The positives of 110 are that a token amount of dollars will be allocated to improvements for cyclists, walkers, and transit. What will be the outcome of doing that? We will see a very modest increase in bicycling, walking and transit use. Worldwide studies show over and over that to be effective in seeing a meaningful shift from car travel to walking or bicycling or transit, we must take things away from motorists (speed, subsidies and space). It is not about providing more sidewalks or bike paths or buses.

By contrast, the negatives of 110 are enormous, because hundreds of millions of new tax dollars will now be made available to widen highways, roads and intersections. If anything, we need to be narrowing a huge percentage of our bloated, oversized roads,Carmageddon highway highways, and intersections. I will only list a few of the significant negatives of 110: a large increase in unaffordable and ruinous suburban sprawl, a large increase in per capita car trips and car travel distances, a large increase in air emissions (which destroys our ability to address climate change in the future), much larger levels of traffic congestion (because it artificially induces new car trips and more remote development that would not have occurred had we not widened), a large increase in traffic fatalities and serious injuries, an increase in the massive financial woes of state and local governments (who cannot afford to maintain our existing infrastructure, let alone the new infrastructure 110 will fund), a substantial worsening of public health, a much more ugly environment in Colorado, a loss of enormous ecologically sensitive areas that would now be replaced by new development, and a big decline in bicycling, walking and transit use.

When we compare the positives and negatives, the net result for bicycling, walking and transit — not to mention the very many social and municipal objectives — shows 110 to be far and away more of a bad deal than a good deal (unless you are with the auto or sprawl lobbies).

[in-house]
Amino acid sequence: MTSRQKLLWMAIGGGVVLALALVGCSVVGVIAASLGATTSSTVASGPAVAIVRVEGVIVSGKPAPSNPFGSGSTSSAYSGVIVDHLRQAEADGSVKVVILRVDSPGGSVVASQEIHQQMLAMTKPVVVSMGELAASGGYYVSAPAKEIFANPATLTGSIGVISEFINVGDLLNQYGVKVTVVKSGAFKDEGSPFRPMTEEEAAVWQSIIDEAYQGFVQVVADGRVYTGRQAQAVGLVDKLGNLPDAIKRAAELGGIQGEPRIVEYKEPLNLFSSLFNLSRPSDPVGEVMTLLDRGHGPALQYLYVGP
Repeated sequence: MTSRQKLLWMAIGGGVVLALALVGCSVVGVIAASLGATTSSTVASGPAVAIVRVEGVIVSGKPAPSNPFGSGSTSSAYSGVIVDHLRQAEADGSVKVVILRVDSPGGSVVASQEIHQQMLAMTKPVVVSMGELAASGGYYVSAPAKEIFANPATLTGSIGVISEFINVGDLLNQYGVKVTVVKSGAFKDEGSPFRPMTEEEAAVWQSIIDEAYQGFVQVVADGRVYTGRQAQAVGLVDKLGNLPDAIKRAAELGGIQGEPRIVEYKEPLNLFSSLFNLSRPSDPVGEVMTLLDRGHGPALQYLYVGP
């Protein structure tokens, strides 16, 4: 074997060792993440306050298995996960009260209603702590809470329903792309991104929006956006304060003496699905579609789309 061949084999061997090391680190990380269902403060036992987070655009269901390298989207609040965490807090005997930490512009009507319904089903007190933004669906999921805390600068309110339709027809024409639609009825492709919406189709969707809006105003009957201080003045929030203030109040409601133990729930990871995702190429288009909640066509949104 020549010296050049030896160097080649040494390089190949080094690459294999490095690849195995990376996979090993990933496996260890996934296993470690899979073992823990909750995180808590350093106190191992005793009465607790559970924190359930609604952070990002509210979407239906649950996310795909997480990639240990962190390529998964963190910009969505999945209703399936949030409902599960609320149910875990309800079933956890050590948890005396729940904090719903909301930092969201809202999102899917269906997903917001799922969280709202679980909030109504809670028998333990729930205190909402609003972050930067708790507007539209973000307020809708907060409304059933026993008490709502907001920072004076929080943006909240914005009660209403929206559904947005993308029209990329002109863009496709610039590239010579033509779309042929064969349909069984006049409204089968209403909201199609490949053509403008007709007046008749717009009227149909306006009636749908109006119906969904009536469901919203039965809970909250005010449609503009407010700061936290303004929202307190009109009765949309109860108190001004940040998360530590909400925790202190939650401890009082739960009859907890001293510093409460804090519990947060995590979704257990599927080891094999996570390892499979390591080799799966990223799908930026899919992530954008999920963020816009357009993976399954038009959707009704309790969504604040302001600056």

I don’t want one penny of my sales tax dollars to go toward ruining the Colorado I love. We’ve poured huge public dollars into making cars happy for the past century, and the outcome has been terrible. I will do everything in my power to fight against this measure. Enough is enough.

Some have responded to my opposition by stating that we should not let “perfection be the enemy of the good.” But in what sense is this measure “good,” on balance? By giving pocket change to building a few sidewalks? It is the equivalent of saying we should support giving the Pentagon another $50 billion to kill thousands more civilians with thousands of new and more powerful bombs because, after all, it is “good” in the sense that we are at the same time giving $10,000 to the UN Peacekeeping office.

Please.

In both the transportation tax and the Pentagon spending, the net result is a vastly worse world, even if we give a few pennies to bike lanes and diplomacy.

This is, quite simply, a Faustian bargain.

As an aside, some 110 supporters argue that the sales tax revenue obtained by Boulder will only be allocated for “progressive” transportation projects – or at least more progressive than how it will be used elsewhere in the state. But this “Boulder Bubble” way of thinking turns a blind eye to the great harm this money will  bring to the “less enlightened” parts of Colorado – harm that will negatively impact Boulder. It is also inaccurate to assume Boulder will not use the money in detrimental ways, as I’ve come to learn during my five years serving on the Boulder Transportation Advisory Board that Boulder is shockingly stuck in the Dark Ages with regard to transportation. To take one example, while it is true that Boulder no longer seems interested in road widenings, this community remains more than happy to widen intersections, which is a highly detrimental transportation (and land use) tactic.